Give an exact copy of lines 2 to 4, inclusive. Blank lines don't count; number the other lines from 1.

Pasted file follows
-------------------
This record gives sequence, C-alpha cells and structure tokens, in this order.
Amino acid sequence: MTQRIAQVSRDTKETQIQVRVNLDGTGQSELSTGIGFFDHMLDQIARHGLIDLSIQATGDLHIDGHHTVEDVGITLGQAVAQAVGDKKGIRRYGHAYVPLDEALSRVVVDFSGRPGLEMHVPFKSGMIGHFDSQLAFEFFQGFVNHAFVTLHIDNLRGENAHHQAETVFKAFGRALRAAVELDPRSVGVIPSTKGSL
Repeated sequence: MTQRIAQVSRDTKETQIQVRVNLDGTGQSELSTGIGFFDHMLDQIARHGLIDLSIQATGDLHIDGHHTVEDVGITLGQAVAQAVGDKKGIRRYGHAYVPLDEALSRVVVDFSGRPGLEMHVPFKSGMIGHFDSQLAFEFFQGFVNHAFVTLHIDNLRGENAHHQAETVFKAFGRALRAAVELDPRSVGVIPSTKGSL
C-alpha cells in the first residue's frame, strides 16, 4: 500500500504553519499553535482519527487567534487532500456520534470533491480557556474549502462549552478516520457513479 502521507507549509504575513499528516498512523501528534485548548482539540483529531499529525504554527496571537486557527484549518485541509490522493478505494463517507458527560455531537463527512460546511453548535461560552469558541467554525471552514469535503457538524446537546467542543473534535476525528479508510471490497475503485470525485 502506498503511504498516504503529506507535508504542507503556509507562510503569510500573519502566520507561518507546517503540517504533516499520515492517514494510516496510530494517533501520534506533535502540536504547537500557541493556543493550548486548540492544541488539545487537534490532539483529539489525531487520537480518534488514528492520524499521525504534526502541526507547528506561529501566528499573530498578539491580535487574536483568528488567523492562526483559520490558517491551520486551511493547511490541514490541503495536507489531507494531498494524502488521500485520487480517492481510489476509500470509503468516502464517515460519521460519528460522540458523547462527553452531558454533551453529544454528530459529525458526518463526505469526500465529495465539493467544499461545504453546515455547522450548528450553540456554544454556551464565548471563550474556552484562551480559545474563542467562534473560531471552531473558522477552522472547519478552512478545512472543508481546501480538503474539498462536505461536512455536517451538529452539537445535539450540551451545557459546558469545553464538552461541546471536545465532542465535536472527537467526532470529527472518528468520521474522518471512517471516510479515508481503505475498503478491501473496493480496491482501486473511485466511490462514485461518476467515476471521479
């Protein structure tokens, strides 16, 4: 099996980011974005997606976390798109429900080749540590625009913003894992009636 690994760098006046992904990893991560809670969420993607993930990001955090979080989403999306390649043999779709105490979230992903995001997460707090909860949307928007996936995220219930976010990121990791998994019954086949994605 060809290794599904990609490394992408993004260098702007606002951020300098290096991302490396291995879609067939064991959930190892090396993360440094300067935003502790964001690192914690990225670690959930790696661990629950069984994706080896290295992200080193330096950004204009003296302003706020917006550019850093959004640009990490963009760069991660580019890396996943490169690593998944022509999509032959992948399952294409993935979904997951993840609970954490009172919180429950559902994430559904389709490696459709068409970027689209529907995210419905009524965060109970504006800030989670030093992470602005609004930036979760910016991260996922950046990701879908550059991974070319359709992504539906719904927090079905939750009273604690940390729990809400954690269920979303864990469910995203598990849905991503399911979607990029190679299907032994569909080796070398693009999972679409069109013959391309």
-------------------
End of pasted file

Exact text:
Amino acid sequence: MTQRIAQVSRDTKETQIQVRVNLDGTGQSELSTGIGFFDHMLDQIARHGLIDLSIQATGDLHIDGHHTVEDVGITLGQAVAQAVGDKKGIRRYGHAYVPLDEALSRVVVDFSGRPGLEMHVPFKSGMIGHFDSQLAFEFFQGFVNHAFVTLHIDNLRGENAHHQAETVFKAFGRALRAAVELDPRSVGVIPSTKGSL
Repeated sequence: MTQRIAQVSRDTKETQIQVRVNLDGTGQSELSTGIGFFDHMLDQIARHGLIDLSIQATGDLHIDGHHTVEDVGITLGQAVAQAVGDKKGIRRYGHAYVPLDEALSRVVVDFSGRPGLEMHVPFKSGMIGHFDSQLAFEFFQGFVNHAFVTLHIDNLRGENAHHQAETVFKAFGRALRAAVELDPRSVGVIPSTKGSL
C-alpha cells in the first residue's frame, strides 16, 4: 500500500504553519499553535482519527487567534487532500456520534470533491480557556474549502462549552478516520457513479 502521507507549509504575513499528516498512523501528534485548548482539540483529531499529525504554527496571537486557527484549518485541509490522493478505494463517507458527560455531537463527512460546511453548535461560552469558541467554525471552514469535503457538524446537546467542543473534535476525528479508510471490497475503485470525485 502506498503511504498516504503529506507535508504542507503556509507562510503569510500573519502566520507561518507546517503540517504533516499520515492517514494510516496510530494517533501520534506533535502540536504547537500557541493556543493550548486548540492544541488539545487537534490532539483529539489525531487520537480518534488514528492520524499521525504534526502541526507547528506561529501566528499573530498578539491580535487574536483568528488567523492562526483559520490558517491551520486551511493547511490541514490541503495536507489531507494531498494524502488521500485520487480517492481510489476509500470509503468516502464517515460519521460519528460522540458523547462527553452531558454533551453529544454528530459529525458526518463526505469526500465529495465539493467544499461545504453546515455547522450548528450553540456554544454556551464565548471563550474556552484562551480559545474563542467562534473560531471552531473558522477552522472547519478552512478545512472543508481546501480538503474539498462536505461536512455536517451538529452539537445535539450540551451545557459546558469545553464538552461541546471536545465532542465535536472527537467526532470529527472518528468520521474522518471512517471516510479515508481503505475498503478491501473496493480496491482501486473511485466511490462514485461518476467515476471521479